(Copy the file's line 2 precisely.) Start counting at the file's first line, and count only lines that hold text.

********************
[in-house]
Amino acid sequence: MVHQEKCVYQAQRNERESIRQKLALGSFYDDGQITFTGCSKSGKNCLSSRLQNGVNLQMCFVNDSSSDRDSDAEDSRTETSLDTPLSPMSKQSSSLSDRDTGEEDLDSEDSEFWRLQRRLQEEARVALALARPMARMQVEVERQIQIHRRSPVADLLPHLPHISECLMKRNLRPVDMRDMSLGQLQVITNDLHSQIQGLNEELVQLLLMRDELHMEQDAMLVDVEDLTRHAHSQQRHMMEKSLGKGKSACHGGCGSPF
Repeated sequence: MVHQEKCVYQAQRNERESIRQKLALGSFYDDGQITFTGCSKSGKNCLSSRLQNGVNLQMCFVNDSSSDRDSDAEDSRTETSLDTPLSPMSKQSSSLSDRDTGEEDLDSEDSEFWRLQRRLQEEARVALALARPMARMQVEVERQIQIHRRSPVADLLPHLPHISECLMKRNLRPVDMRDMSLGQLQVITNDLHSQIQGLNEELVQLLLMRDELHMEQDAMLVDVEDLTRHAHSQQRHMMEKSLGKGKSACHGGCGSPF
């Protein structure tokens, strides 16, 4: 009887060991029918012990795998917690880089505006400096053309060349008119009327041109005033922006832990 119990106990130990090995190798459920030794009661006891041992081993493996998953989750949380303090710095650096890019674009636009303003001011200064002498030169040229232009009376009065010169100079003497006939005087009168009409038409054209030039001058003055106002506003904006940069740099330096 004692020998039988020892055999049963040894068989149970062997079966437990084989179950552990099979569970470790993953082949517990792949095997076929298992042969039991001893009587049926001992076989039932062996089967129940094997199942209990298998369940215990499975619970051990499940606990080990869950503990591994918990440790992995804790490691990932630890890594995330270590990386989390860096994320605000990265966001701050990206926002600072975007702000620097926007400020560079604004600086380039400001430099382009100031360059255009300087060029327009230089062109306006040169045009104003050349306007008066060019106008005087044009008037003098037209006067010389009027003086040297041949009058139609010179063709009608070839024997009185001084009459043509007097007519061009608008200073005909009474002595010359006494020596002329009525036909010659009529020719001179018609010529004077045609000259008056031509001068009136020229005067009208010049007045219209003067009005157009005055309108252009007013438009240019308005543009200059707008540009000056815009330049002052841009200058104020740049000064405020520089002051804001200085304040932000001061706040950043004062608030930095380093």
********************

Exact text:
Amino acid sequence: MVHQEKCVYQAQRNERESIRQKLALGSFYDDGQITFTGCSKSGKNCLSSRLQNGVNLQMCFVNDSSSDRDSDAEDSRTETSLDTPLSPMSKQSSSLSDRDTGEEDLDSEDSEFWRLQRRLQEEARVALALARPMARMQVEVERQIQIHRRSPVADLLPHLPHISECLMKRNLRPVDMRDMSLGQLQVITNDLHSQIQGLNEELVQLLLMRDELHMEQDAMLVDVEDLTRHAHSQQRHMMEKSLGKGKSACHGGCGSPF